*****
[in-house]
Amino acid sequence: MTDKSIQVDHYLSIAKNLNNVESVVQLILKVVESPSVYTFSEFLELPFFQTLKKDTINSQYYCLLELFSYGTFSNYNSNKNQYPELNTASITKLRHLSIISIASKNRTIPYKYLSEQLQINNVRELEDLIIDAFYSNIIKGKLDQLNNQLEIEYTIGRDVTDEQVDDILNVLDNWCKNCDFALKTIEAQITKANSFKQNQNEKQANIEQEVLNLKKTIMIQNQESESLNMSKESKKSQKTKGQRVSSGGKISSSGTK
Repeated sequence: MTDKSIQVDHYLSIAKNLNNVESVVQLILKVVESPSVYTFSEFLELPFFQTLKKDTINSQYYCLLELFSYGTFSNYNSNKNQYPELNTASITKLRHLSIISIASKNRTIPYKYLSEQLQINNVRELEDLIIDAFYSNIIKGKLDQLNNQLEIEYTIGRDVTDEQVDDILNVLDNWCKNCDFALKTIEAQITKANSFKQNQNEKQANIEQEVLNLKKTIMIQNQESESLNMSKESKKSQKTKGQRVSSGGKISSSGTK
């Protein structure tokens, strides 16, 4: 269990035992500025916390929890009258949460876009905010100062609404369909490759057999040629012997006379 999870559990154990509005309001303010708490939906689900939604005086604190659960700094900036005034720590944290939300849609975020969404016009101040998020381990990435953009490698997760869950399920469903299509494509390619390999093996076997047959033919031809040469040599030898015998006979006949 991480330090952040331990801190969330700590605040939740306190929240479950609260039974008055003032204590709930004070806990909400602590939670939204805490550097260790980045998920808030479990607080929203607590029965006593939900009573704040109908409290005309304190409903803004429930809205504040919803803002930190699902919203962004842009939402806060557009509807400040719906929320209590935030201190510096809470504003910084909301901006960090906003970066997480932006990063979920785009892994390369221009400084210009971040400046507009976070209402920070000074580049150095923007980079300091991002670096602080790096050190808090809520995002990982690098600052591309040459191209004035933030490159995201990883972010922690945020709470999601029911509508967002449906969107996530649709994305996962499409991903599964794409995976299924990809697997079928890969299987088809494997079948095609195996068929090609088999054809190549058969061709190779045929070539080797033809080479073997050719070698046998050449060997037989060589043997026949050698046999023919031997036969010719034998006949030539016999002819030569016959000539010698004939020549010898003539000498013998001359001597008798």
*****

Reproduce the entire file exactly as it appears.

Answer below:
[in-house]
Amino acid sequence: MTDKSIQVDHYLSIAKNLNNVESVVQLILKVVESPSVYTFSEFLELPFFQTLKKDTINSQYYCLLELFSYGTFSNYNSNKNQYPELNTASITKLRHLSIISIASKNRTIPYKYLSEQLQINNVRELEDLIIDAFYSNIIKGKLDQLNNQLEIEYTIGRDVTDEQVDDILNVLDNWCKNCDFALKTIEAQITKANSFKQNQNEKQANIEQEVLNLKKTIMIQNQESESLNMSKESKKSQKTKGQRVSSGGKISSSGTK
Repeated sequence: MTDKSIQVDHYLSIAKNLNNVESVVQLILKVVESPSVYTFSEFLELPFFQTLKKDTINSQYYCLLELFSYGTFSNYNSNKNQYPELNTASITKLRHLSIISIASKNRTIPYKYLSEQLQINNVRELEDLIIDAFYSNIIKGKLDQLNNQLEIEYTIGRDVTDEQVDDILNVLDNWCKNCDFALKTIEAQITKANSFKQNQNEKQANIEQEVLNLKKTIMIQNQESESLNMSKESKKSQKTKGQRVSSGGKISSSGTK
């Protein structure tokens, strides 16, 4: 269990035992500025916390929890009258949460876009905010100062609404369909490759057999040629012997006379 999870559990154990509005309001303010708490939906689900939604005086604190659960700094900036005034720590944290939300849609975020969404016009101040998020381990990435953009490698997760869950399920469903299509494509390619390999093996076997047959033919031809040469040599030898015998006979006949 991480330090952040331990801190969330700590605040939740306190929240479950609260039974008055003032204590709930004070806990909400602590939670939204805490550097260790980045998920808030479990607080929203607590029965006593939900009573704040109908409290005309304190409903803004429930809205504040919803803002930190699902919203962004842009939402806060557009509807400040719906929320209590935030201190510096809470504003910084909301901006960090906003970066997480932006990063979920785009892994390369221009400084210009971040400046507009976070209402920070000074580049150095923007980079300091991002670096602080790096050190808090809520995002990982690098600052591309040459191209004035933030490159995201990883972010922690945020709470999601029911509508967002449906969107996530649709994305996962499409991903599964794409995976299924990809697997079928890969299987088809494997079948095609195996068929090609088999054809190549058969061709190779045929070539080797033809080479073997050719070698046998050449060997037989060589043997026949050698046999023919031997036969010719034998006949030539016999002819030569016959000539010698004939020549010898003539000498013998001359001597008798």